While it wasn’t absolutely perfect, the premiere episode of Channel Zero: Butcher’s Block still managed to be my favorite setup episode of a season so far, and the mystery that began in the first hour is proving to be the creepiest and most interesting yet. The introduction to Arkasha Stevenson’s vision, which is easily the most unique we’ve seen in Channel Zero‘s short history.
Let’s take a look at this week’s episode of Channel Zero: Butcher’s Block, “Father Time.”
The episode opens with what is possibly the most dream-like and stylized sequence that the show has seen so far, and it succeeds in being the scene that’s made me more uncomfortable than anything else Channel Zero has ever offered. This series works best when it taps into its own brand of unique horror, and the commercial-like presentation of the opening of “Father Time” is just another way that the series is able to explore that brand.
If the first episode of Butcher’s Block was about setting up the season, “Father Time” is about explaining that setup. Much of the episode is spent revealing backstory about different elements of the story, primarily the Peach family and Alice and Zoe’s mother. The actual narrative of the story feels much more fleshed out than those that Channel Zero typically features, and a large reason for that may be due to the expansion and alteration to the creepypasta on which Butcher’s Block is based. This story is presented and structured in a much more original way than either Candle Cove or No-End House were, and that originality works very nicely for this series.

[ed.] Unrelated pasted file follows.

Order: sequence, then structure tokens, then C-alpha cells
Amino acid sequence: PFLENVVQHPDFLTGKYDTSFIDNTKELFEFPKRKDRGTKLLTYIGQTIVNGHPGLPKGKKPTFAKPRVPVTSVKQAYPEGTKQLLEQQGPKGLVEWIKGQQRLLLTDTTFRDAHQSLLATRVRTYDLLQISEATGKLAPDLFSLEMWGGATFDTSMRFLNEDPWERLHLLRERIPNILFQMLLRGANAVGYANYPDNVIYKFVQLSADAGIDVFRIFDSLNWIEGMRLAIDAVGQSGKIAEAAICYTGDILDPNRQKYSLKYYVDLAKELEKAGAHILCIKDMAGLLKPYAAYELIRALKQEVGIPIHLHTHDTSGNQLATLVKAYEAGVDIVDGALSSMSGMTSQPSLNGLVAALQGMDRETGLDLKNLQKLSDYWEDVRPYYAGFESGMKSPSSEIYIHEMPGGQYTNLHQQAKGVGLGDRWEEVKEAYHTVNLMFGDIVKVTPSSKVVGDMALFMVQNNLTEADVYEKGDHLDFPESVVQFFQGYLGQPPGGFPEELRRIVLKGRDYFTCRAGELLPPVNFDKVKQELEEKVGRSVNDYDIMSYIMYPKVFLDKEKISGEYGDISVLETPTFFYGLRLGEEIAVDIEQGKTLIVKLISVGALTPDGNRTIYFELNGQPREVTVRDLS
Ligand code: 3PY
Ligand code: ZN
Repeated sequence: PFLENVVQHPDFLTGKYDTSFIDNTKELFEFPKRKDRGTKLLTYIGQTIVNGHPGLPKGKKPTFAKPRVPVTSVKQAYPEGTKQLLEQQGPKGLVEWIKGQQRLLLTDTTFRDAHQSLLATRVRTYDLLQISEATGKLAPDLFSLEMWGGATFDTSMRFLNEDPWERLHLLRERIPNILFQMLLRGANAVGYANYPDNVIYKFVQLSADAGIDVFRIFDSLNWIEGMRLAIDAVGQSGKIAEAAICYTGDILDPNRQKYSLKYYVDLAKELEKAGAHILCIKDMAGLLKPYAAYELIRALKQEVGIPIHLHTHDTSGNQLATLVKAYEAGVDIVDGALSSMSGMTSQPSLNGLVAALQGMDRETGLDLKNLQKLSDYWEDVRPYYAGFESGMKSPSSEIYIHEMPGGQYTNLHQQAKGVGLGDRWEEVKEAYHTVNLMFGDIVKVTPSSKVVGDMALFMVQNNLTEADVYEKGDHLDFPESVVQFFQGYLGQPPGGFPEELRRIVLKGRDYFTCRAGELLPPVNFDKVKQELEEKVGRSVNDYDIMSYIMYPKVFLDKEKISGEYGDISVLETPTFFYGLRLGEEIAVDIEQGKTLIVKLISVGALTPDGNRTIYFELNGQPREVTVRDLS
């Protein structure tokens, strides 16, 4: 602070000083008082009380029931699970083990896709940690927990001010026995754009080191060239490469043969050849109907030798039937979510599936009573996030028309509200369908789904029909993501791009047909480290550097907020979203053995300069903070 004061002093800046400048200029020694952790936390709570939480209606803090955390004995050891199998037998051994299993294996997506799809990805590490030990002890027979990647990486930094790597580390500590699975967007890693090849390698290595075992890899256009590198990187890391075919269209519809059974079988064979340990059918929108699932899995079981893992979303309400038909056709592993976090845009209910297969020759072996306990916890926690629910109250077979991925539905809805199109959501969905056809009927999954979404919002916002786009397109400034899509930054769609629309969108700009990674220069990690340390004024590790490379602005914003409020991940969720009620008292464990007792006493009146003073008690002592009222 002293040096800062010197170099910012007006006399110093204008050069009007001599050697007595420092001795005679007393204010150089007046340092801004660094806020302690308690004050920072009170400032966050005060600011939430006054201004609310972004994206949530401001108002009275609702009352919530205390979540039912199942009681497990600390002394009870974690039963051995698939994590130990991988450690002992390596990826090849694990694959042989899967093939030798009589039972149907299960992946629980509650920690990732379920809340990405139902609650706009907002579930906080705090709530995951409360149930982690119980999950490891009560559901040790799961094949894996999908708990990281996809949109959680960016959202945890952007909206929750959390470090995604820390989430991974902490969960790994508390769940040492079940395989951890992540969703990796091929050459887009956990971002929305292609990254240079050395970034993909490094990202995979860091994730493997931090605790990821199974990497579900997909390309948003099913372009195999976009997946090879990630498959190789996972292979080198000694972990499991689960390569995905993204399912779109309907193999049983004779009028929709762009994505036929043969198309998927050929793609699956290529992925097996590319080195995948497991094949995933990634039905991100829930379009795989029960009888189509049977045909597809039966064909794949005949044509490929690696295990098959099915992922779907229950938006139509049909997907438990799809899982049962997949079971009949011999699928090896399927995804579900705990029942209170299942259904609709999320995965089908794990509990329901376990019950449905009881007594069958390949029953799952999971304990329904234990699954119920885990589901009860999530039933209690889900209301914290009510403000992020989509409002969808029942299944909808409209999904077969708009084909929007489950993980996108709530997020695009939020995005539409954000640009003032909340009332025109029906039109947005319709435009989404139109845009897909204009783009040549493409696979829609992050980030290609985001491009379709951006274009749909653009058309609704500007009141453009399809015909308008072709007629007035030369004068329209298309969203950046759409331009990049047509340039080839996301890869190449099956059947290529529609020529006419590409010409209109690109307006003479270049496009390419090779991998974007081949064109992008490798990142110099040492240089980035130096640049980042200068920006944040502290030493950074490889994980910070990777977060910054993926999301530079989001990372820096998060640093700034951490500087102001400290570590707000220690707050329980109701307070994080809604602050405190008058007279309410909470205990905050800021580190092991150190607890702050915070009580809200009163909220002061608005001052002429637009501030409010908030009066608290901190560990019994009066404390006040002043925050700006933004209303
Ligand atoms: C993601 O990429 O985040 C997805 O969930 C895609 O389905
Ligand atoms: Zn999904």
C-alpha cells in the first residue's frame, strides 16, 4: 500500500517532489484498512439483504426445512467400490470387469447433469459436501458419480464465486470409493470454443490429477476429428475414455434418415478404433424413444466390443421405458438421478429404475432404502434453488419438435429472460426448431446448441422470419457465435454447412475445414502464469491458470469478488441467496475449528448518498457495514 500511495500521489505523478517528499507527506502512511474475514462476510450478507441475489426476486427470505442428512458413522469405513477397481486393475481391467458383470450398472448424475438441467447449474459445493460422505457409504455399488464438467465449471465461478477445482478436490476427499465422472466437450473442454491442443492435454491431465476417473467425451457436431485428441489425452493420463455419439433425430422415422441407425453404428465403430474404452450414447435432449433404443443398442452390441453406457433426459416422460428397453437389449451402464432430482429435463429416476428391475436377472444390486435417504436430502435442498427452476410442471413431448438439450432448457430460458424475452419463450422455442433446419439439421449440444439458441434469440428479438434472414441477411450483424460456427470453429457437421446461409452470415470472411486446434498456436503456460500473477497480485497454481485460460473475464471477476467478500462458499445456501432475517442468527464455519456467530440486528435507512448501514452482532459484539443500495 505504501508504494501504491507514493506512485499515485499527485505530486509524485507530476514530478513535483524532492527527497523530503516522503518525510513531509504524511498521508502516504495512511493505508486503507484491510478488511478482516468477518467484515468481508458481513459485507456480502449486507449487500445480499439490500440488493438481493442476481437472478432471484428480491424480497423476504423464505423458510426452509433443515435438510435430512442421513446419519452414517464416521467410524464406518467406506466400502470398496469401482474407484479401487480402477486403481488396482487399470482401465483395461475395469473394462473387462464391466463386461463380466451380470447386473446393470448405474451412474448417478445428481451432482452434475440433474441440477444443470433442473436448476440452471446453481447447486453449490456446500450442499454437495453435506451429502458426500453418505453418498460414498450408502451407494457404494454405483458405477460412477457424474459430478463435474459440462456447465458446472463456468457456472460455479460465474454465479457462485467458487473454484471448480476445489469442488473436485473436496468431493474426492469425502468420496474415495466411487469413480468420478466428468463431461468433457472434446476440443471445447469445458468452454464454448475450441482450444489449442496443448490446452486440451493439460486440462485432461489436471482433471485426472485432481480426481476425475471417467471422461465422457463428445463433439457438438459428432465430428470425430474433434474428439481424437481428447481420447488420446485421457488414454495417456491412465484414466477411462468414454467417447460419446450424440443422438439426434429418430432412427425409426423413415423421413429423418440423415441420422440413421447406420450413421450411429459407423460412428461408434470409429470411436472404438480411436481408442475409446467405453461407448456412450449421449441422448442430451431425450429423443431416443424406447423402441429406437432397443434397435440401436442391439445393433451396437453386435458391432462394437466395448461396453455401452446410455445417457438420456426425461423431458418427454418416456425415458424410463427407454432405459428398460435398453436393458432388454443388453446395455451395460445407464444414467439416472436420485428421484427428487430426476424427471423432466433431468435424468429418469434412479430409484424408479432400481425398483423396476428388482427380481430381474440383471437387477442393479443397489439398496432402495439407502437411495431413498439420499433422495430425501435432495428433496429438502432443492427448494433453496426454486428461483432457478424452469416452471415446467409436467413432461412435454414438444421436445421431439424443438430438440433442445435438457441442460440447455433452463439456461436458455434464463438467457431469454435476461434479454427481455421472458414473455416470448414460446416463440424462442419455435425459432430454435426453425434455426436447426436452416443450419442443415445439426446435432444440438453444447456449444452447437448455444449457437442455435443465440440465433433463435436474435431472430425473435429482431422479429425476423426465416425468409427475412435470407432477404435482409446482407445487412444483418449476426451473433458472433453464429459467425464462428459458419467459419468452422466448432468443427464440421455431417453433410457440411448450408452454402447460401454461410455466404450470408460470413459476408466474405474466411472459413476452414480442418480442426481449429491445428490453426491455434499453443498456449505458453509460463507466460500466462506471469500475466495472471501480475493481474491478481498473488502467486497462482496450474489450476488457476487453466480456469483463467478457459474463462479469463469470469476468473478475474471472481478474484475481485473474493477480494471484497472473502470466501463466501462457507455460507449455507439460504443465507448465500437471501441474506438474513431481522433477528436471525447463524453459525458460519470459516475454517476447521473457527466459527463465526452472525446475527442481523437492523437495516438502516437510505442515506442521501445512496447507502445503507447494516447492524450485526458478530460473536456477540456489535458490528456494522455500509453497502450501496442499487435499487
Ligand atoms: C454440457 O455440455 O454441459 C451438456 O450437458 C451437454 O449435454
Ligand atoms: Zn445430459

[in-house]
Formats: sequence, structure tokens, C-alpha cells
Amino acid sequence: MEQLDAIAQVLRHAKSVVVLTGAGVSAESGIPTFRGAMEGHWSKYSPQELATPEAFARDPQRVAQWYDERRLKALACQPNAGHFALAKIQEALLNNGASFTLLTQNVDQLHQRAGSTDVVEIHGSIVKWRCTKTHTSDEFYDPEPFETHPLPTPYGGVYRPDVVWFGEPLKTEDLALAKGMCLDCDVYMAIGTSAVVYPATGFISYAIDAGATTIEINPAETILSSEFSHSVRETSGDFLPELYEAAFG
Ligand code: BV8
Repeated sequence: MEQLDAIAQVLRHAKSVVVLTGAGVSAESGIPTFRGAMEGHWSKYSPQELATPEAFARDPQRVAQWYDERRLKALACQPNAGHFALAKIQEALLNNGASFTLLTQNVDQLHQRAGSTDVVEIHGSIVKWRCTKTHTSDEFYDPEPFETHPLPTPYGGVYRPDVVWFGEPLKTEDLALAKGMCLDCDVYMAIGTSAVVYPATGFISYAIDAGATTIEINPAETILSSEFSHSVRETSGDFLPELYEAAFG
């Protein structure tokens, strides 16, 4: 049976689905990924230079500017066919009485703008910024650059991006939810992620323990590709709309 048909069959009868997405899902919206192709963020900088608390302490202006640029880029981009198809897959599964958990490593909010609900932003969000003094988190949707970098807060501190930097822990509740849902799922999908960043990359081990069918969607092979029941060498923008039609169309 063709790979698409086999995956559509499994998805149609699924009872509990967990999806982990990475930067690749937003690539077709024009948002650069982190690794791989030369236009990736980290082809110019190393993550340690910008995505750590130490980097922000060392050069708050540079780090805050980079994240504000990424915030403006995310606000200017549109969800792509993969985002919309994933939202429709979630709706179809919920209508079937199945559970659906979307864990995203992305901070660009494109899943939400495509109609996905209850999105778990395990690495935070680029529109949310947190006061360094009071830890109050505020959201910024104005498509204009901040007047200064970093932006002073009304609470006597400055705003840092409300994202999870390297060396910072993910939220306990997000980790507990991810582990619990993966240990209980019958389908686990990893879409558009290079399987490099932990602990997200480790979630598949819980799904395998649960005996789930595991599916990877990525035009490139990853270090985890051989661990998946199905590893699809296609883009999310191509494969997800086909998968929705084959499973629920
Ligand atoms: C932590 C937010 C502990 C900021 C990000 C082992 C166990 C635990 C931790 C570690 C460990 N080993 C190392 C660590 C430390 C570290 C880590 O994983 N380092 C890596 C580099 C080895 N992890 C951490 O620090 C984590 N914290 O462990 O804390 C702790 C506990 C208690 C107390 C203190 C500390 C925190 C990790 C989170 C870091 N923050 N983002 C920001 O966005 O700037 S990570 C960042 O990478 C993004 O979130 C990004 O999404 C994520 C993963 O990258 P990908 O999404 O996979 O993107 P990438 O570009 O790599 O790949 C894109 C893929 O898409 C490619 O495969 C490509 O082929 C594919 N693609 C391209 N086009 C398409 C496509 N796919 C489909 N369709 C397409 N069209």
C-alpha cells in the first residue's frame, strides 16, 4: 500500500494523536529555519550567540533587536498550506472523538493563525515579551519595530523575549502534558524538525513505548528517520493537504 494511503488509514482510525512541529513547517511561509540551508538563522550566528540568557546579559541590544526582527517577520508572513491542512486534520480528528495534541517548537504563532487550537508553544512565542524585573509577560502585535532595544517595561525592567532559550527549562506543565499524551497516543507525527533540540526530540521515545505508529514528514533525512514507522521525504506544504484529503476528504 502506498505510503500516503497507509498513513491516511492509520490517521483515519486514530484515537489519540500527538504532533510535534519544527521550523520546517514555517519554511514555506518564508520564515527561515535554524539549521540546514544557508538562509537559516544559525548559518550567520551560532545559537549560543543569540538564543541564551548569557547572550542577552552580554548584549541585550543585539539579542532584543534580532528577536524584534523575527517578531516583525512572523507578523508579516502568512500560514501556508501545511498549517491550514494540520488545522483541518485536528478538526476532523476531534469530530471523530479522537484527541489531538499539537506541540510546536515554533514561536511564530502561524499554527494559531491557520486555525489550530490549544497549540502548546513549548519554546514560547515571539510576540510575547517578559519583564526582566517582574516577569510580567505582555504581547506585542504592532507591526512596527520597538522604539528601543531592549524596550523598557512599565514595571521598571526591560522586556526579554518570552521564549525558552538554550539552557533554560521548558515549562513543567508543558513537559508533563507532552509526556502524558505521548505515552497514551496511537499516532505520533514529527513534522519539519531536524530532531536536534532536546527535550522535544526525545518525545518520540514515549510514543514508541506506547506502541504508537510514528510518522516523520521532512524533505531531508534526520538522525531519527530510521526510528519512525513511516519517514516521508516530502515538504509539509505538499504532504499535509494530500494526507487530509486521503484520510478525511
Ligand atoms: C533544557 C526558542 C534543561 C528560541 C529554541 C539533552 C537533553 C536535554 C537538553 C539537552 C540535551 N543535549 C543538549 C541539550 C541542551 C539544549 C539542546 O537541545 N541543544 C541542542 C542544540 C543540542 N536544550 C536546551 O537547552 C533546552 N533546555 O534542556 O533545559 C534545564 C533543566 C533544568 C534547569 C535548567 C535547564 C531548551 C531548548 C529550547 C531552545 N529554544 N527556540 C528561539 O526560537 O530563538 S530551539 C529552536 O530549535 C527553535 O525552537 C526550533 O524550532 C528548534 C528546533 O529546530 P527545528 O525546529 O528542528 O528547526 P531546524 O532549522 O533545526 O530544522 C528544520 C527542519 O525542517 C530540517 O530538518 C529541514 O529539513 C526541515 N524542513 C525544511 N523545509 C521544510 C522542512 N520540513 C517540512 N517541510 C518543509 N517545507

Visually, Butcher’s Block continues to impress. Channel Zero has always been a series concerned with unsettling set pieces, “creature” designs, and presentation, but Butcher’s Block has taken that to a completely new level. Almost every single scene leaves the viewer with an uncomfortable feeling, and the horror presented is much more open and demonstrable than ever before. It’s a cool turn for a series that tends to play with a viewer’s mind and emotion, and it’s a sign that the show won’t resort to being confined to any single style or structure.
The acting in “Father Time” is much stronger than it appeared in the premiere, and line delivery has definitely improved. It was such a weird knock on the series in the first episode (and something that’s never been an issue before), so it’s great that things have fallen into more of a rhythm here.
Another really cool aspect of Butcher’s Block is the music. The series has always featured a great score, but this season’s soundtrack feels much more unique than ever before. That uniqueness pairs perfectly with the season’s structure and presentation, and it works so well as a whole.
“Father Time,” while completely playing off the setup of the first episode, is much stronger than the premiere, and it perfectly establishes Butcher’s Block as the most unique and intriguing season from the very start. Channel Zero has delivered the best horror on television since its beginning, but something about Butcher’s Block is just so much more. This is an incredibly strong start to a season, and I can’t wait to see where the story goes from here.
What did you think of “Father Time?” Are you enjoying the new season of Channel Zero? Let us know your thoughts in the comments down below!
Photo Credit: Syfy
Channel Zero: Butcher's Block Episode 2 Review: "Father Time"
Channel Zero: Butcher’s Block commits to the madness of its setup with a very strong second episode in “Father Time.”